Using UDL to Support every Student’s Learning<br />INDIVIDUALIZING INSTRUCTIONS<br />UDL Vortex.notebook<br />
Key Ideas :<br />Different approaches for teaching<br />Individualizing the ways students work towards the goal through variety of tools and media<br />Build flexibility directly into the curriculum, using embedded, flexible supports.<br />
StoryBookWeaver Deluxe have tools, buttons, or menu selections that allow text to be read aloud electronically </li></ul>Enhanced electronic resources<br />Computer-based graphic organizer<br />Word Processors<br />
Curriculum Barriers<br /><ul><li>Each learner brings unique strengths, challenges, and interests to learning tasks, and that the idea of a homogeneous group of "typical" learners is really a myth.
The one-size-fits-all approach found in traditional, print-based teaching methods and materials contains hidden barriers for many learners. The best way to spot them is to evaluate the materials and methods you use in the context of your students' strengths, needs, and interests.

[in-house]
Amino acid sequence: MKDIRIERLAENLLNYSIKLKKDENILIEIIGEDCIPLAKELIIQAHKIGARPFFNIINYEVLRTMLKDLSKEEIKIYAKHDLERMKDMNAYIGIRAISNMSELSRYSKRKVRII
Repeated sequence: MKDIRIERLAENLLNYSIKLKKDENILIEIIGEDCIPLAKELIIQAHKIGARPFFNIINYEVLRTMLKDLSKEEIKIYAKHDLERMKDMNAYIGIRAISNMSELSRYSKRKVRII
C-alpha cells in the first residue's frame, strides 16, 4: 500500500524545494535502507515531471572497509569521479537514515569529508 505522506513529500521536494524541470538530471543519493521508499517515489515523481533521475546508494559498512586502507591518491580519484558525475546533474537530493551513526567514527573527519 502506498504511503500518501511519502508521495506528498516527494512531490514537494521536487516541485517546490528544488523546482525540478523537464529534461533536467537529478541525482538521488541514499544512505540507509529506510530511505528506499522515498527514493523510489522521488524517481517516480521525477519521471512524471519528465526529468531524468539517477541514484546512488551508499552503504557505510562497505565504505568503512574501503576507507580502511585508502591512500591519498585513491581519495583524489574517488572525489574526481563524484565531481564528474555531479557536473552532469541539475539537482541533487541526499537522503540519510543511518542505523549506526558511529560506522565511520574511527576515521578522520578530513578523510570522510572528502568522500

UDLCurriculum barriersCurriculumBarriersTemplate.pdf</li></li></ul><li>Designing Instruction to Support Recognition Learning<br />Recognition Learning is the gathering of facts.<br /> How we categorize what we see, hear, and read. Identifying letters, words and or author’s style are recognition tasks.<br />The “what” of learning<br />
Present more examples <br />As well as present counter-examples.<br />Method 1: Provide Multiple Examples<br />
Teachers highlight critical features when they speak-using pitch, volume, pauses, intonation pointing, gesturing and facial expressions.<br />In text , such as italics, bold-faced, font size and color could draw learners attention.<br />Digit media and tools offer teachers a wider variety of ways to highlight such as animation, color highlighting and graphic elements.<br />Overlay text and images into video<br />Method 2: Highlight CriticalFeatures <br />
learners' recognition networks have varying abilities to process visual, aural, olfactory, or tactile patterns, a single means of presentation doesn't work for all students<br />teaching in multiple modalities (a technique sometimes called transmediation) not only increases access for students with difficulties but also improves learning generally among all students (Siegil, 1995).<br />Method 3: Provide multiple media and format<br />
Teacher helps students tie their background knowledge to new patterns and help fill the gaps by providing related information.<br />This is top-down recognition process<br />Digital materials provide an ideal vehicle for supporting background knowledge.<br />Method 4 : Support Background Knowledge<br />